Touted as the next major German director, Tom Tykwer made his international breakthrough with the hit Run Lola Run (1998).
A movie fan and autodidact, Tykwer made his first Super-8 film at age 11. Undeterred by his failure to gain admission to Germany's film schools, he entered the film industry in his early twenties, working variously as a projectionist, production assistant, script supervisor, and assistant director. After directing several short films, Tykwer made his feature debut with Deadly Maria (1993). Scripted and scored by Tykwer as well, Deadly Maria became a hit in Germany and earned the first-time auteur several prizes. Seeking to maintain his creative control, Tykwer co-founded the production company X-Filme Creative Pool in 1994 before writing, directing, and scoring his second feature, Winter Sleepers (1997), a drama about the troubled relationships between several snowbound characters.
Tykwer finally made his international name, however, with his third feature, Run Lola Run. An eclectically shot time/space game, Run Lola Run envisioned three different versions of punkette Lola's desperate dash to get 100,000 marks to her drug dealer boyfriend in 20 minutes, revealing how the slightest change can make all the difference. Tykwer's pounding techno score and kinetic camerawork, and star Franka Potente's flame-red hair, enhanced the passionate energy of Lola's quest and turned the film into an unabashedly fun, stylish ride. A film-festival favorite at Sundance and Venice, Run Lola Run became a blockbuster in Germany (inspiring a mini-fad for Lola-colored hair) and an international arthouse success. But Tykwer's eagerly awaited follow-up, The Princess and the Warrior (2000), was less well received on the festival circuit. Though an engagingly original tale of romantic adversity, the sometimes-dragging film was ultimately a victim of comparisons to its hyper-kinetic predecessor.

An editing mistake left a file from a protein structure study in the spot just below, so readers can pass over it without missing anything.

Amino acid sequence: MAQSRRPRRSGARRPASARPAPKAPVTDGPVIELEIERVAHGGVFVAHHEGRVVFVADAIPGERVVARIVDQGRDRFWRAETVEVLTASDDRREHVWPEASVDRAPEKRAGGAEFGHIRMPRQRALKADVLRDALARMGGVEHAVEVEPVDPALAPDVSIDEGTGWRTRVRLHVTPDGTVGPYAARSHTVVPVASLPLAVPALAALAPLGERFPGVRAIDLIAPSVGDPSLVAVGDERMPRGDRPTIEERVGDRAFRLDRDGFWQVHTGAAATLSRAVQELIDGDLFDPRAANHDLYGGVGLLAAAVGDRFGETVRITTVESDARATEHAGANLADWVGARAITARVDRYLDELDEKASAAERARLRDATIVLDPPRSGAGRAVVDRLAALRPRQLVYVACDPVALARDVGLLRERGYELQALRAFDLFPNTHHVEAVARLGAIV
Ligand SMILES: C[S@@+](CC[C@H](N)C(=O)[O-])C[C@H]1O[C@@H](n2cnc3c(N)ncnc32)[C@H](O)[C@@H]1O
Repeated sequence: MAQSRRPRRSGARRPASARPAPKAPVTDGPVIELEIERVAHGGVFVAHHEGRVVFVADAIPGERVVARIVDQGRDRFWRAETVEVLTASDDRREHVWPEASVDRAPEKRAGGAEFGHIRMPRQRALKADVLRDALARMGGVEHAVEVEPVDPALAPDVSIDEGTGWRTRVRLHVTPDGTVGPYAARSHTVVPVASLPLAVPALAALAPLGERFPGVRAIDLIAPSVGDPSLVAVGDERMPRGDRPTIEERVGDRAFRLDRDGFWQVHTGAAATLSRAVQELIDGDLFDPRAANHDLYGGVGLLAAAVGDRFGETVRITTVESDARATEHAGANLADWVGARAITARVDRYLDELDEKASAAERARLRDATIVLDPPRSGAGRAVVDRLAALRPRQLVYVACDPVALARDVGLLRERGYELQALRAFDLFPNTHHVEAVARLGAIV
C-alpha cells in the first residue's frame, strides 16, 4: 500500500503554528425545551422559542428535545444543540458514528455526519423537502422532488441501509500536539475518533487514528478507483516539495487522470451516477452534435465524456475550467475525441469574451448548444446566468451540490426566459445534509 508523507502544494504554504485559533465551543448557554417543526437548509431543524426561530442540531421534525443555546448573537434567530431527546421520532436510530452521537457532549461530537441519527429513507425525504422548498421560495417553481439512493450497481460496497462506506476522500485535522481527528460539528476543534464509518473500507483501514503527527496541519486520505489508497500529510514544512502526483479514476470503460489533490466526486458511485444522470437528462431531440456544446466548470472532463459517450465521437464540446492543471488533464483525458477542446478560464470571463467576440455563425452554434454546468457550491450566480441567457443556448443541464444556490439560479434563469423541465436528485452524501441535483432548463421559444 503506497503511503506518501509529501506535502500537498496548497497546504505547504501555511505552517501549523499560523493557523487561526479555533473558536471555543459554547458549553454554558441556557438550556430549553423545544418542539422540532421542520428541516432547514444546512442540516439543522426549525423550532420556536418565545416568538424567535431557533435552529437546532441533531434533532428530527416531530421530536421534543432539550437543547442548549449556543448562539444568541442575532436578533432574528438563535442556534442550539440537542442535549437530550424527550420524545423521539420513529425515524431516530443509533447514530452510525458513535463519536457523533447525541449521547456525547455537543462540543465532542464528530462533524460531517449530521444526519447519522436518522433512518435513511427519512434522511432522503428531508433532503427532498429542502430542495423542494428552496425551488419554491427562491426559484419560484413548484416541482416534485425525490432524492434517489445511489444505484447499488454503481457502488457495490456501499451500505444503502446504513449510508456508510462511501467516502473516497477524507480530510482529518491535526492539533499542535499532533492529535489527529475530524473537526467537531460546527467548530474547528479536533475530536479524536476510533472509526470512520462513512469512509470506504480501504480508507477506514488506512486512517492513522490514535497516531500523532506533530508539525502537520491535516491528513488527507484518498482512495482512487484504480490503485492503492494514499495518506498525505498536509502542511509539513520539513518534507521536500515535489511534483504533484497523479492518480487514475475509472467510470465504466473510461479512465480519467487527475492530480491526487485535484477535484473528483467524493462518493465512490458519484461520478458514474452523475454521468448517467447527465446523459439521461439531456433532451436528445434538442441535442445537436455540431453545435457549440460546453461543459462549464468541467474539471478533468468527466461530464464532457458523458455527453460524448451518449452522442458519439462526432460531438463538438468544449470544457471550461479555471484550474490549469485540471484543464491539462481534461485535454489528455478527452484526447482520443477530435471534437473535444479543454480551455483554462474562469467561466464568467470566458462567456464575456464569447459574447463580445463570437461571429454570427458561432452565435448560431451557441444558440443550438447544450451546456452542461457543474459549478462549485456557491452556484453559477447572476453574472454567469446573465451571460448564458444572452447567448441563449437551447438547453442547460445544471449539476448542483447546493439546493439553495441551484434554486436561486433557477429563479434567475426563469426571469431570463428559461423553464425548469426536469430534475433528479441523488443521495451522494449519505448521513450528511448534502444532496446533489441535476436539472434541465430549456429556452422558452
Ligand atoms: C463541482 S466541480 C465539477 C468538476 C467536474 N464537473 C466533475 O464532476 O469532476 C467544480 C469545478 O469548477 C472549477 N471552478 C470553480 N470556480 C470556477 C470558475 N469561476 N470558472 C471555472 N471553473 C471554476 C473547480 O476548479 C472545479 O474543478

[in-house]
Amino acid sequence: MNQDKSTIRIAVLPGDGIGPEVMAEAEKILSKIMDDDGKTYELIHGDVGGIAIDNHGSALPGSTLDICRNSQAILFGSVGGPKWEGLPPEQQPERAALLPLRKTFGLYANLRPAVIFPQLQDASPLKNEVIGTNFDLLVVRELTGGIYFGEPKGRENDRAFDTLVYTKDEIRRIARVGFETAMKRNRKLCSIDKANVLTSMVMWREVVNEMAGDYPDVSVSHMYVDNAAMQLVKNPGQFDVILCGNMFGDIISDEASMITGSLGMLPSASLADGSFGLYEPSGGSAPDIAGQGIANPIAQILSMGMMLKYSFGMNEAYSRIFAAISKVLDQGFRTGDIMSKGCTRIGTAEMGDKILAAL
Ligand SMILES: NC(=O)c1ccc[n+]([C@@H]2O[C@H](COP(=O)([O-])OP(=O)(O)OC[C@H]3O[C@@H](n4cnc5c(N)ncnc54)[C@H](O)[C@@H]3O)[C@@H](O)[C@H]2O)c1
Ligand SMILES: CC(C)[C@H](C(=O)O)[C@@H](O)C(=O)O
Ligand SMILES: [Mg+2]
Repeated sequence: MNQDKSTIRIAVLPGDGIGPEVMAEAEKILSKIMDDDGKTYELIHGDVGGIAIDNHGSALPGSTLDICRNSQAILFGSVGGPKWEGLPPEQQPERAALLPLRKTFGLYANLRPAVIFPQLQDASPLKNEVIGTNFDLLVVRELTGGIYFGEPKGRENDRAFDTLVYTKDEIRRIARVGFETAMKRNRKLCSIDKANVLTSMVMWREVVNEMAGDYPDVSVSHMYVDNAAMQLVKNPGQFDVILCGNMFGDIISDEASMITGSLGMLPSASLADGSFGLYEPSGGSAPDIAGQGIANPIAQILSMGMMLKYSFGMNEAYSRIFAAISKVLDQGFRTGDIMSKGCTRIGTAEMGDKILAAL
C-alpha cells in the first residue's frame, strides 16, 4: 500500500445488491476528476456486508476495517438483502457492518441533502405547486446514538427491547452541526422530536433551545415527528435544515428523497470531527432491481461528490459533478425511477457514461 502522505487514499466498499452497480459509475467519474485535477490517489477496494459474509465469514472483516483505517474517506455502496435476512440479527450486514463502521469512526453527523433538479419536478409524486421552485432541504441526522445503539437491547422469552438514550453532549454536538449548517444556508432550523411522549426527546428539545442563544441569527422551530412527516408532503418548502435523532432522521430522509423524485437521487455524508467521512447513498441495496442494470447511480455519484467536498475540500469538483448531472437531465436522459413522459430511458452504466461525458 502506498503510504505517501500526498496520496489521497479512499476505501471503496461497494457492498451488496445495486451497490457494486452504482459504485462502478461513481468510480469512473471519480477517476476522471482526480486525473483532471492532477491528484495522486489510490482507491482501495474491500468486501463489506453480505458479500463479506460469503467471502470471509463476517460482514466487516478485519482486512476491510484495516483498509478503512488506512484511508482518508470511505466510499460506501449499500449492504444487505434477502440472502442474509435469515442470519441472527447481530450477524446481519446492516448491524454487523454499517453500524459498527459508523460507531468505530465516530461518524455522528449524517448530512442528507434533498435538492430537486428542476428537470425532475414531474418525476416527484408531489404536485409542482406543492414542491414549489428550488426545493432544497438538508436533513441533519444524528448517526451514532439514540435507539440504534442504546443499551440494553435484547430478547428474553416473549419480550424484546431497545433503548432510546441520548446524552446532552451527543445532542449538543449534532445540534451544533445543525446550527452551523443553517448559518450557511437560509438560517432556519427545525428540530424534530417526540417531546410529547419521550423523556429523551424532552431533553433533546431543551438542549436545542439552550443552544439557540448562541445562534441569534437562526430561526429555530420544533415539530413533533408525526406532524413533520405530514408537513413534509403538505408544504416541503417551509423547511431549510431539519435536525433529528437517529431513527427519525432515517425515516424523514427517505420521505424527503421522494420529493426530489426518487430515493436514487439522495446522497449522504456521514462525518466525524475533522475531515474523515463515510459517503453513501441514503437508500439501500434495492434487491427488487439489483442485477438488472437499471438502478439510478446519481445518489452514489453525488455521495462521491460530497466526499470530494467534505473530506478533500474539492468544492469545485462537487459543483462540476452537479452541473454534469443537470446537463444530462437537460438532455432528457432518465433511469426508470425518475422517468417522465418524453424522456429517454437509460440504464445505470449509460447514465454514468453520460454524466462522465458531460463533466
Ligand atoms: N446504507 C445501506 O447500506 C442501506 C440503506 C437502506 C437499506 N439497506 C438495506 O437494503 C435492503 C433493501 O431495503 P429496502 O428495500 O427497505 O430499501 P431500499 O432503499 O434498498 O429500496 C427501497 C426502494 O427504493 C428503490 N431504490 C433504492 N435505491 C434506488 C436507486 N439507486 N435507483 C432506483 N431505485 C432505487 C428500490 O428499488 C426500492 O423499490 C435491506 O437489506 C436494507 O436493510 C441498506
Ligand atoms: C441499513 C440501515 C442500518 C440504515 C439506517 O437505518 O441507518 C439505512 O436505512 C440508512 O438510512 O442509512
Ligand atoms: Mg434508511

As Lola engendered herself in American celebrity alongside Matt Damon in the big-budget action extravaganza The Bourne Identity, Tykwer moved further away from his frantic classic with his adaptation of the late Krzysztof Kieslowski's meditative drama Heaven. Kieslowski and Krzysztof Piesiewicz (co-scripters of the seminal Red, White, and Blue) co-authored three additional scripts just before Kieslowski's 1996 death, entitled Heaven, Hell, and Purgatory and loosely adapted from Dante Alighieri's three canticles of the Divine Comedy. The Heaven segment tells the tale of a mentally scarred woman whose act of revenge goes horribly awry.
Though it could be argued that risk-taking directors such as Tykwer will inevitably meet failure from time to time, it remained to be seen if he could re-capture the infectious energy and originality of his early success. After all, one can hardly imagine a more ambitious task than inheriting a project from the genius Kieslowski and seeing it through to fruition, no matter how gifted the protégé. In the end, the final picture's merits and flaws remain to be seen (though it gained increased social relevance following the terrorist acts of 9/11). If Heaven, upon its October 4, 2002 stateside issue, didn't even begin to approach the levels of the Three Colors segments in terms of critical bravura, and failed to become an arthouse sensation, it did glean a surprisingly large number of enthusiastic notices in the American press, particularly from Stephen Holden, who raved, "Mr. Tykwer and Kieslowski are conceptually in accord. Here the clinical, stopwatch precision of Mr. Tykwer's explorations of synchronicity and Kieslowski's warmer, metaphysically dreamy speculations about the role of chance and coincidence in human affairs synchronize into a film whose formal elegance is matched by its depth of feeling." And The Miami Herald's Rene Rodriguez observed, "If Heaven doesn't quite achieve the transcendent power that Kieslowski might have attained, it comes